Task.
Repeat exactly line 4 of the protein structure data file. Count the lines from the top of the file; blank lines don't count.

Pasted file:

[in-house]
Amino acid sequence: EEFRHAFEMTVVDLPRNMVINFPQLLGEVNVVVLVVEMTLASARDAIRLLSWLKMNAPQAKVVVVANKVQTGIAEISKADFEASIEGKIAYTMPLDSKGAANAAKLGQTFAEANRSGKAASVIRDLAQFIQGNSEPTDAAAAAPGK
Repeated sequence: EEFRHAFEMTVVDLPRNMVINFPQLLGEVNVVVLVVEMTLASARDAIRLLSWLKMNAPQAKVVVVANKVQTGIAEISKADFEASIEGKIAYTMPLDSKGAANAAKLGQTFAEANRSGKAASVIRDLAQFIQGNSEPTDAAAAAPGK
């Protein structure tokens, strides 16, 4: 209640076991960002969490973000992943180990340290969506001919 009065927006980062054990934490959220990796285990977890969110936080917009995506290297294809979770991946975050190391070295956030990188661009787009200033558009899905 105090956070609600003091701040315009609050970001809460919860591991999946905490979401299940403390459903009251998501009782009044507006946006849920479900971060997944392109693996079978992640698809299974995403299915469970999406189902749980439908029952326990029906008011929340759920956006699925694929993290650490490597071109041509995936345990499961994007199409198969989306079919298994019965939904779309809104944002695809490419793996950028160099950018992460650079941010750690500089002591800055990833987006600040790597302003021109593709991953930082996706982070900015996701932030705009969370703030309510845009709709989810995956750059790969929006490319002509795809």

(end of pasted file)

């Protein structure tokens, strides 16, 4: 209640076991960002969490973000992943180990340290969506001919 009065927006980062054990934490959220990796285990977890969110936080917009995506290297294809979770991946975050190391070295956030990188661009787009200033558009899905 105090956070609600003091701040315009609050970001809460919860591991999946905490979401299940403390459903009251998501009782009044507006946006849920479900971060997944392109693996079978992640698809299974995403299915469970999406189902749980439908029952326990029906008011929340759920956006699925694929993290650490490597071109041509995936345990499961994007199409198969989306079919298994019965939904779309809104944002695809490419793996950028160099950018992460650079941010750690500089002591800055990833987006600040790597302003021109593709991953930082996706982070900015996701932030705009969370703030309510845009709709989810995956750059790969929006490319002509795809």